“One mustn’t make the mistake of judging one’s relationship to a person by how that relationship ends,” says Benny, one of the main characters in Charmaine Craig’s sweeping and complex historical novel Miss Burma. He is speaking to his wife, Khin, and good friend Saw Lay, of his aunt Louisa. “She was a warrior in her way, Auntie Louisa,” he says. “Did you know that’s what her name means? ‘Renowned warrior.’”
It’s a bittersweet bit of foreshadowing at the start of a story in which even the strongest bonds will be tested and fractured by the weight of constant war, ethnic conflict, and revolution. It’s also a nod to another Louisa, Khin and Benny’s then unborn daughter, who, in the course of the novel, will become both a renowned warrior and a complicated symbol of national unity as the winner of the Miss Burma beauty pageant. (The novel’s characters are based on the author’s mother, a Miss Burma winner-turned-freedom fighter, and grandparents.)
At the center of Craig’s novel is the marriage between Benny, a member of Rangoon’s Jewish community, and Khin, a Karen — one of Burma’s long-persecuted ethnic minorities. Craig masterfully weaves the lives of her characters into the larger story of Burma’s history, guiding readers along smoothly — if uneasily — without bogging the narrative down in a series of history lessons.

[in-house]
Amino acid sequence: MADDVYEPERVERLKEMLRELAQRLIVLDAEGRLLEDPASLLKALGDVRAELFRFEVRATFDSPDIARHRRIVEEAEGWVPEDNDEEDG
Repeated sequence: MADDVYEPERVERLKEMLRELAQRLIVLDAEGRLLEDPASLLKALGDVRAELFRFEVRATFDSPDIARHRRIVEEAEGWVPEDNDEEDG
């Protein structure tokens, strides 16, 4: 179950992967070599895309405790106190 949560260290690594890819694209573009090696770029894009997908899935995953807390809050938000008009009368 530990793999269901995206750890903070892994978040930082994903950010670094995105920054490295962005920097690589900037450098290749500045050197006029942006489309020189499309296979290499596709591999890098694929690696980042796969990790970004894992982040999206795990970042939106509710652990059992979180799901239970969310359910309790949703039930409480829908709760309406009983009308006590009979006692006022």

Still, while Miss Burma covers only forty years of Burma’s complex history, from 1926 to 1965, it can, at times, feel like far more. This is no fault of the author, but of the extraordinarily eventful period covered in the novel, a period that saw Burma’s transition from a British colony to a ravaged battleground during World War II, to an independent nation devastated by ongoing ethnic struggles, political coups and assassinations, and a military dictatorship — not to mention the meddling of regional and international players like China and the United States.
The characters in Miss Burma experience these major events and many more personal tragedies— torture, arrest, and the deaths and disappearances of loved ones, with remarkable reserves of strength. They live and struggle and fight for themselves and for their country in an atmosphere of ever-changing alliances, personal breakdowns, and deepening suspicions. Craig’s details and descriptions of life during and after wartime are harrowing and relentless — the feeling that something terrible is about to happen, once it sets in, hangs over every page. Yet these characters persevere, trying to “find a way to do more than endure.”
Jonathan Arlan is a writer and editor currently based in Kansas City. He is the author of the recently published travel memoir Mountain Lines: A Journey through the French Alps.